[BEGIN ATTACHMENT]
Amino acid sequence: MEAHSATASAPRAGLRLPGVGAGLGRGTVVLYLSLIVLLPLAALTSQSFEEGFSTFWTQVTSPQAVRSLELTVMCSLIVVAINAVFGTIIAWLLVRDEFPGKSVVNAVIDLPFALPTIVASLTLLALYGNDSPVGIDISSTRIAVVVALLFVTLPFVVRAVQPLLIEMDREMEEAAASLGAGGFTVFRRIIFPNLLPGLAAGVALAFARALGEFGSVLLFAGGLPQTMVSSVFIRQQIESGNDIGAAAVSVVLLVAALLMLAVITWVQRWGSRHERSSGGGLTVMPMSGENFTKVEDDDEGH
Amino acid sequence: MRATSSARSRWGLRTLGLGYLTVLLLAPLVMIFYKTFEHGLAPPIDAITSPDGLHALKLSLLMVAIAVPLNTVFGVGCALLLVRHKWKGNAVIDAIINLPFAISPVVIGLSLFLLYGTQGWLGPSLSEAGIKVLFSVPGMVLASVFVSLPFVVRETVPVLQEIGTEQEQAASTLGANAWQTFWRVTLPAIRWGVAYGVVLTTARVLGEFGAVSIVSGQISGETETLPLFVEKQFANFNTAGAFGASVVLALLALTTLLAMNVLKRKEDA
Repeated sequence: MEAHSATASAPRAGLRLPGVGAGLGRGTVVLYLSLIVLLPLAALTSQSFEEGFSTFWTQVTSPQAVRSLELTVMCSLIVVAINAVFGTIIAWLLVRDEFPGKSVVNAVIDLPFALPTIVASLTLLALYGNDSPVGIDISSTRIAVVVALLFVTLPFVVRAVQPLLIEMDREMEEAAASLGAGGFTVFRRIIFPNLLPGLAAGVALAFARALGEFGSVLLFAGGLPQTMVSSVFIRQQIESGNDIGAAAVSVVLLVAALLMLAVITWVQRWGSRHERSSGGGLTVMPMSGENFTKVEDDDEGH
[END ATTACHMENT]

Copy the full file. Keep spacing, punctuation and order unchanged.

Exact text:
Amino acid sequence: MEAHSATASAPRAGLRLPGVGAGLGRGTVVLYLSLIVLLPLAALTSQSFEEGFSTFWTQVTSPQAVRSLELTVMCSLIVVAINAVFGTIIAWLLVRDEFPGKSVVNAVIDLPFALPTIVASLTLLALYGNDSPVGIDISSTRIAVVVALLFVTLPFVVRAVQPLLIEMDREMEEAAASLGAGGFTVFRRIIFPNLLPGLAAGVALAFARALGEFGSVLLFAGGLPQTMVSSVFIRQQIESGNDIGAAAVSVVLLVAALLMLAVITWVQRWGSRHERSSGGGLTVMPMSGENFTKVEDDDEGH
Amino acid sequence: MRATSSARSRWGLRTLGLGYLTVLLLAPLVMIFYKTFEHGLAPPIDAITSPDGLHALKLSLLMVAIAVPLNTVFGVGCALLLVRHKWKGNAVIDAIINLPFAISPVVIGLSLFLLYGTQGWLGPSLSEAGIKVLFSVPGMVLASVFVSLPFVVRETVPVLQEIGTEQEQAASTLGANAWQTFWRVTLPAIRWGVAYGVVLTTARVLGEFGAVSIVSGQISGETETLPLFVEKQFANFNTAGAFGASVVLALLALTTLLAMNVLKRKEDA
Repeated sequence: MEAHSATASAPRAGLRLPGVGAGLGRGTVVLYLSLIVLLPLAALTSQSFEEGFSTFWTQVTSPQAVRSLELTVMCSLIVVAINAVFGTIIAWLLVRDEFPGKSVVNAVIDLPFALPTIVASLTLLALYGNDSPVGIDISSTRIAVVVALLFVTLPFVVRAVQPLLIEMDREMEEAAASLGAGGFTVFRRIIFPNLLPGLAAGVALAFARALGEFGSVLLFAGGLPQTMVSSVFIRQQIESGNDIGAAAVSVVLLVAALLMLAVITWVQRWGSRHERSSGGGLTVMPMSGENFTKVEDDDEGH